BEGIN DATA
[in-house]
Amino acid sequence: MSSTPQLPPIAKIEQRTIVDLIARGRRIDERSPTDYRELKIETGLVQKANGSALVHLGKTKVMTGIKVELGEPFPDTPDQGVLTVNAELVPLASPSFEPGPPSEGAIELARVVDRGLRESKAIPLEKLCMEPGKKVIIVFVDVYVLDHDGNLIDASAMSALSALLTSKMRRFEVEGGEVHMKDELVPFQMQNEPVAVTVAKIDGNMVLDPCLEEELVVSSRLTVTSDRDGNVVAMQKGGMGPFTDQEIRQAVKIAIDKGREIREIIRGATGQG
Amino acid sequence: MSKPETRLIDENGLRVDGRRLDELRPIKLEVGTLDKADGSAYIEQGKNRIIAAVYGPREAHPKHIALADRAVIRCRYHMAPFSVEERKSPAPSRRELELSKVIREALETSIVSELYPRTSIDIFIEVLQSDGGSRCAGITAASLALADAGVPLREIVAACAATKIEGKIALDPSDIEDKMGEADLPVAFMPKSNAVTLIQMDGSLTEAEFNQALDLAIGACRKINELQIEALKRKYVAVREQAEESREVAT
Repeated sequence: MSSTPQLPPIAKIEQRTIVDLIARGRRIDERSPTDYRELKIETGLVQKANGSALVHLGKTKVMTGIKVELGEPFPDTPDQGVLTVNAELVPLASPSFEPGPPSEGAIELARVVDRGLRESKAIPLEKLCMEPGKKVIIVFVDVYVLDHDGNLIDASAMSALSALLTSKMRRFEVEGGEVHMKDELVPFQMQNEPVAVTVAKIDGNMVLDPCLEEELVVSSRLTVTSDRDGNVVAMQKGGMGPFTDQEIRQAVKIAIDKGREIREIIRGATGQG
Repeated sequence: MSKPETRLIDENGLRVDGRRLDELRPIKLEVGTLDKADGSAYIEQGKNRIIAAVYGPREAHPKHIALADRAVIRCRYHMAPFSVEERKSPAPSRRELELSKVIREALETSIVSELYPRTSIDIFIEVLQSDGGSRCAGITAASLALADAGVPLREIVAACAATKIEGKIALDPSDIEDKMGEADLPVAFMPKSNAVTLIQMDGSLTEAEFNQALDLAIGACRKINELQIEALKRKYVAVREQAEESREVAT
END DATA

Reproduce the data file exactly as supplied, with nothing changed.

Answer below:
[in-house]
Amino acid sequence: MSSTPQLPPIAKIEQRTIVDLIARGRRIDERSPTDYRELKIETGLVQKANGSALVHLGKTKVMTGIKVELGEPFPDTPDQGVLTVNAELVPLASPSFEPGPPSEGAIELARVVDRGLRESKAIPLEKLCMEPGKKVIIVFVDVYVLDHDGNLIDASAMSALSALLTSKMRRFEVEGGEVHMKDELVPFQMQNEPVAVTVAKIDGNMVLDPCLEEELVVSSRLTVTSDRDGNVVAMQKGGMGPFTDQEIRQAVKIAIDKGREIREIIRGATGQG
Amino acid sequence: MSKPETRLIDENGLRVDGRRLDELRPIKLEVGTLDKADGSAYIEQGKNRIIAAVYGPREAHPKHIALADRAVIRCRYHMAPFSVEERKSPAPSRRELELSKVIREALETSIVSELYPRTSIDIFIEVLQSDGGSRCAGITAASLALADAGVPLREIVAACAATKIEGKIALDPSDIEDKMGEADLPVAFMPKSNAVTLIQMDGSLTEAEFNQALDLAIGACRKINELQIEALKRKYVAVREQAEESREVAT
Repeated sequence: MSSTPQLPPIAKIEQRTIVDLIARGRRIDERSPTDYRELKIETGLVQKANGSALVHLGKTKVMTGIKVELGEPFPDTPDQGVLTVNAELVPLASPSFEPGPPSEGAIELARVVDRGLRESKAIPLEKLCMEPGKKVIIVFVDVYVLDHDGNLIDASAMSALSALLTSKMRRFEVEGGEVHMKDELVPFQMQNEPVAVTVAKIDGNMVLDPCLEEELVVSSRLTVTSDRDGNVVAMQKGGMGPFTDQEIRQAVKIAIDKGREIREIIRGATGQG
Repeated sequence: MSKPETRLIDENGLRVDGRRLDELRPIKLEVGTLDKADGSAYIEQGKNRIIAAVYGPREAHPKHIALADRAVIRCRYHMAPFSVEERKSPAPSRRELELSKVIREALETSIVSELYPRTSIDIFIEVLQSDGGSRCAGITAASLALADAGVPLREIVAACAATKIEGKIALDPSDIEDKMGEADLPVAFMPKSNAVTLIQMDGSLTEAEFNQALDLAIGACRKINELQIEALKRKYVAVREQAEESREVAT